Vallejo activists cite coal transportation as new threat with Orcem project

Solano County Supervisor Monica Brown sent a representative, Stephen Hallett, to share her opposition to the project. “This is a trojan horse,” he said. “They are going to put through this toxic cement factory and then they are going to try to bring in coal. We are not going to stand for that. The people have spoken and we do not want it.”

Vallejo activists cite coal transportation as new threat with Orcem project

by Shoshana Hebshi, Redwood Chapter Communications Coordinator

Vallejo City Council does not seem to heed public opinion. While a loud majority of Vallejo residents have vocally opposed a proposal to build a “green” cement plant and deep water marine terminal in South Vallejo, the City Council has allowed the project to move forward.

Sierra Club Solano Group has been involved in the opposition for more than a year as part of a coalition fighting the project, which has been dubbed a blatant case of environmental injustice to the residents living on that side of town.

Opponents have remarked that the plant will be anything but “green,” as it will dramatically increase truck traffic, air pollution and noise pollution. They contend it is the wrong project for South Vallejo—or anywhere—in an age where we need to be combatting climate change rather than contributing to it.

During a June 26 press conference, opponents, led by Solano Group Chair Joe Feller, promulgated the idea that the marine terminal portion of the project will eventually allow coal to be shipped in and out of the port.

“Our attorneys said there were loopholes on the shipping of coal that you could drive a truck through,” he said. “The city of Vallejo is wide open. We are demanding of the city council that they pass restrictions banning the use of coal or coal byproducts in the city of Vallejo.”

Peter Brooks, president of Fresh Air Vallejo, which has been working closely with Solano Group on this issue, took to the podium to call on the City of Vallejo to become a “champion for justice and finally reject the dirty cement factory and port that an overseas corporation is trying to shove into our community.”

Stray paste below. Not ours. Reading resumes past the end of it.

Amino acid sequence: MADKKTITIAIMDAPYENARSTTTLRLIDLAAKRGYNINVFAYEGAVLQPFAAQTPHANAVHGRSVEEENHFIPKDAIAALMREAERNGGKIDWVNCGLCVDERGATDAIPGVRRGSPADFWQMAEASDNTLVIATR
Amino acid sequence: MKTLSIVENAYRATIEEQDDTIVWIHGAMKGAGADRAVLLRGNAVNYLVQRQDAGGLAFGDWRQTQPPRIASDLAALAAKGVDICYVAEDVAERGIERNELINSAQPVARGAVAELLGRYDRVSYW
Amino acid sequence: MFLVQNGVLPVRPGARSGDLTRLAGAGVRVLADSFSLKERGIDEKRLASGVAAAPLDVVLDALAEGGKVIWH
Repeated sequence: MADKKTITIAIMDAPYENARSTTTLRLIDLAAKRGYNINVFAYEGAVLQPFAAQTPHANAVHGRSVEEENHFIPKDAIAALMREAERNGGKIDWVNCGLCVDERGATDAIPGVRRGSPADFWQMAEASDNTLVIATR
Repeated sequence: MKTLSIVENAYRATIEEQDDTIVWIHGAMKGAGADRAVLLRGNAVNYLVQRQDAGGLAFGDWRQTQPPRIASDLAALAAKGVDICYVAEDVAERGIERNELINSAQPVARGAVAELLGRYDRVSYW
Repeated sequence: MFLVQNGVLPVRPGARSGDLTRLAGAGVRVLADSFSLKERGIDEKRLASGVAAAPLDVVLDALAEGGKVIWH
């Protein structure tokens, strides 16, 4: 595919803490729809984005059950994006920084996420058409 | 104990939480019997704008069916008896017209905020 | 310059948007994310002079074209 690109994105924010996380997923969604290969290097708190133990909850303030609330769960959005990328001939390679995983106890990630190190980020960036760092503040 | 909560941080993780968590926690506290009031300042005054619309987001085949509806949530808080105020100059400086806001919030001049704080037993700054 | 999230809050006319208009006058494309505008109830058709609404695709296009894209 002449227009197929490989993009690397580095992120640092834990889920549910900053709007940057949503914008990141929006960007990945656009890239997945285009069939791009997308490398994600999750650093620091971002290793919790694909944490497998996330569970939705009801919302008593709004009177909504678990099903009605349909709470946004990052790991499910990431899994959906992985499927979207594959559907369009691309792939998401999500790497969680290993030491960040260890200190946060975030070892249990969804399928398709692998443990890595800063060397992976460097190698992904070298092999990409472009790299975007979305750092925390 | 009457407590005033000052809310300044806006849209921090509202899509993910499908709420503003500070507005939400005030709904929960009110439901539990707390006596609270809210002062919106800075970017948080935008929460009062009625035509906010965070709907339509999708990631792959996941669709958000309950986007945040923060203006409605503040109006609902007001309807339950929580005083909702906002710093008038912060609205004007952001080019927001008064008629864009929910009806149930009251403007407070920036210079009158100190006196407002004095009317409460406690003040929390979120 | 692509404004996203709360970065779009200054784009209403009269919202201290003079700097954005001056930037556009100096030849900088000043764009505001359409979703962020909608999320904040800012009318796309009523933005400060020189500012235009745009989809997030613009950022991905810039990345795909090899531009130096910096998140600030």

“The City of Vallejo is not protected from coal and coal by-products,” he said. “It’s not too late for the city to step up, to do the right thing, to block the coal trains from rolling through our community.”

The press conference included speakers from outside Vallejo, as well, including Richmond City Councilmember Jovanka Beckles, and No Coal in Oakland Member Margaret Gordon, who said, “keep it in the ground!”

Solano County Supervisor Monica Brown sent a representative, Stephen Hallett, to share her opposition to the project. “This is a trojan horse,” he said. “They are going to put through this toxic cement factory and then they are going to try to bring in coal. We are not going to stand for that. The people have spoken and we do not want it.”

Askari Sowonde, a Vallejo resident of 30 years and an environmental justice activist, said it’s time for the city to listen to the community. “I along with hundreds of thousands of people in this community, say to you: Stop it, we don’t want this here. Listen to what we have to say. It affects all of our youth, our seniors, and it affects me and those who stand behind us.”

Another local activist, Joseph Mickelson, 87, a combat veteran from Korea, who said he’ll be fighting for the betterment of our community until his “days are over,” reminded the crowd that the power is in their votes and they can use that power to give the City Council a message.

Feller said: “All the councilmembers, once they realize the threat coal has on the city of Vallejo, they will respond appropriately.”

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